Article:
Join Us Contact Us

What's Revolutionary about All This?

In answer to the question, two things:

One This great liberation movement that comes out of the Bible, Torah and Sinai is deeply, essentially revolutionary.

How is that? It makes a complete break with mankind's old "traditional" ways - which are pagan ways. The God of Sinai, of the First Covenant and the Hebrew Revolution is the God of freedom. People speak of this religion as ethical monotheism: what it is, rather, is historical monotheism. God, HaShem, is the God Who acts in history, through history, to set man free. History itself shows this to be true. Stagnancy, idolatry, tribalism, racism, sexual immorality, the oppression of the weak by the strong, gluttony, addiction, helplessness, heedlessness, death fixations, blood drinking, witchery, self-mutilation, lewdness - all these, and more, are the pathologies of idolatry. God has lovingly given us His Law in order to free us from them all - to make a complete break with idolatry - to make us holy, to make the world holy, to bring us closer to Him.

When the Law of Sinai came into the world, freedom came into the world. - Mishnah Torah, Pirke Avot 6:2

Pursuant to God's will (See Universal Torah), Israel has introduced and continually pressed on humanity the revolution's doctrines: These include:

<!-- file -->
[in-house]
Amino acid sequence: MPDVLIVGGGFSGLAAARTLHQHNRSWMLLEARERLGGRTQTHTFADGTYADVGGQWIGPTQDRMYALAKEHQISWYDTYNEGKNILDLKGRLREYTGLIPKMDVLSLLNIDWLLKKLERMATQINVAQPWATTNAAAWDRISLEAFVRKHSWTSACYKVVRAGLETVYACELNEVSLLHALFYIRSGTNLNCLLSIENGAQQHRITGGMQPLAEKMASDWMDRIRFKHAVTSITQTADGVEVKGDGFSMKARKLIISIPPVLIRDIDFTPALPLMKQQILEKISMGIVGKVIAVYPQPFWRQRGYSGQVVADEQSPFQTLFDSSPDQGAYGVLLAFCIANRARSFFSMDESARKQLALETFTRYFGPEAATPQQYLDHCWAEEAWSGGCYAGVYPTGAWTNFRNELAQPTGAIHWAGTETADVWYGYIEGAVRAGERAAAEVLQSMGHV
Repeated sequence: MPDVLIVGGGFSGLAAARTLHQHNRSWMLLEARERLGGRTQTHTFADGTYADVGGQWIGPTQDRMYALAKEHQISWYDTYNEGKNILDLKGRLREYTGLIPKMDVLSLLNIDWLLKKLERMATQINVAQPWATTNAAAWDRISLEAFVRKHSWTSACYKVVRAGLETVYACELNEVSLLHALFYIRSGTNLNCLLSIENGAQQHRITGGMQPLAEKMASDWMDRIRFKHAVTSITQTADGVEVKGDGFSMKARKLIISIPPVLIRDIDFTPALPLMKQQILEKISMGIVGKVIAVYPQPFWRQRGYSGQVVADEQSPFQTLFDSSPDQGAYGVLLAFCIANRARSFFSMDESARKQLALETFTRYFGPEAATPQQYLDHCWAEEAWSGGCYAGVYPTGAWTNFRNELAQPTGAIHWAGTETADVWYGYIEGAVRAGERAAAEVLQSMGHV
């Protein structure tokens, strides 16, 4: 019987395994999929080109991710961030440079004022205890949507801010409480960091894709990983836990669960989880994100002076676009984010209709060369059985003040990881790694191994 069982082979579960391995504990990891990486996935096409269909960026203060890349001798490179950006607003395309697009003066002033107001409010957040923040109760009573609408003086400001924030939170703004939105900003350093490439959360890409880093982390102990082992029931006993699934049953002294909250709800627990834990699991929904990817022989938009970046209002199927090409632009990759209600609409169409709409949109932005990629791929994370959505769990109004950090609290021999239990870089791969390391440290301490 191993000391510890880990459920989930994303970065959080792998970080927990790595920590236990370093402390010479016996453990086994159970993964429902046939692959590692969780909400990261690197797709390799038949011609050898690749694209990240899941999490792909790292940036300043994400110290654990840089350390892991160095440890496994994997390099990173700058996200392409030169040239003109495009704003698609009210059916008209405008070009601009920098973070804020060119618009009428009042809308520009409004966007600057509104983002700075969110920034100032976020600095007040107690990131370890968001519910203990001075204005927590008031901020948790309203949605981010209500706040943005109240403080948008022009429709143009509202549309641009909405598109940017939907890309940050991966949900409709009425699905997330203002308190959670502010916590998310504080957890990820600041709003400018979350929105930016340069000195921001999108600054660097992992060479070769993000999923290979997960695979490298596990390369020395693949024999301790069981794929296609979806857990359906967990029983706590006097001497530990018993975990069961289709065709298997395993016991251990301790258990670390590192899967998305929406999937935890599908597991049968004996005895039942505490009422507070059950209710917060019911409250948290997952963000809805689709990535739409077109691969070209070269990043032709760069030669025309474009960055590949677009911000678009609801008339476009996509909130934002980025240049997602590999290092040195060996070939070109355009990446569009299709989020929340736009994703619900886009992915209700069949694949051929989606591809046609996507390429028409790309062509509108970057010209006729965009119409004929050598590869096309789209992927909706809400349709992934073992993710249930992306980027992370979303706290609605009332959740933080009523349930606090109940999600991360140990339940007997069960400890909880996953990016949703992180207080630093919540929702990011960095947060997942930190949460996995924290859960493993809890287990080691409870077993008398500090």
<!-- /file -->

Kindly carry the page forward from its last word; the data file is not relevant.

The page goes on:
*The absolute unity and holiness of God;

*The oneness of His Creation;

*The oneness of humanity;

*The sanctity of human life;

*The sacredness and dignity of the human personality and human free will;

*The uniform application of law, proportional justice, and due process;

*The Sabbath - the day that means freedom - and the seven-day week;

*The efficacy of prayer;

*The immortality of righteous souls;

*And the promise of wordly redemption in the coming Messianic age (that is, the world will get better before it ends).

The Rainbow Covenant: Torah and the Seven Universal Laws refers to this phenomenon as the Hebrew Revolution. That's because it's so closely associated with the people of Israel - the Hebrews. But one might just as well call it (The Rainbow Covenant calls it this too) the Righteousness Revolution. That's because it's bigger than any one people: it goes 'way beyond the Hebrews, or Jews. Just as God's Law is for everyone, this great revolution is for everyone. And the essence of the revolution is righteousness.

Mankind cannot rise to the essential principles on which society must rest unless it meets with Israel. And Israel cannot fathom the deeps of its own national and religious tradition unless it meets with mankind. - Rabbi Eliyahu Benamozegh (Israel and Humanity, c. 1912)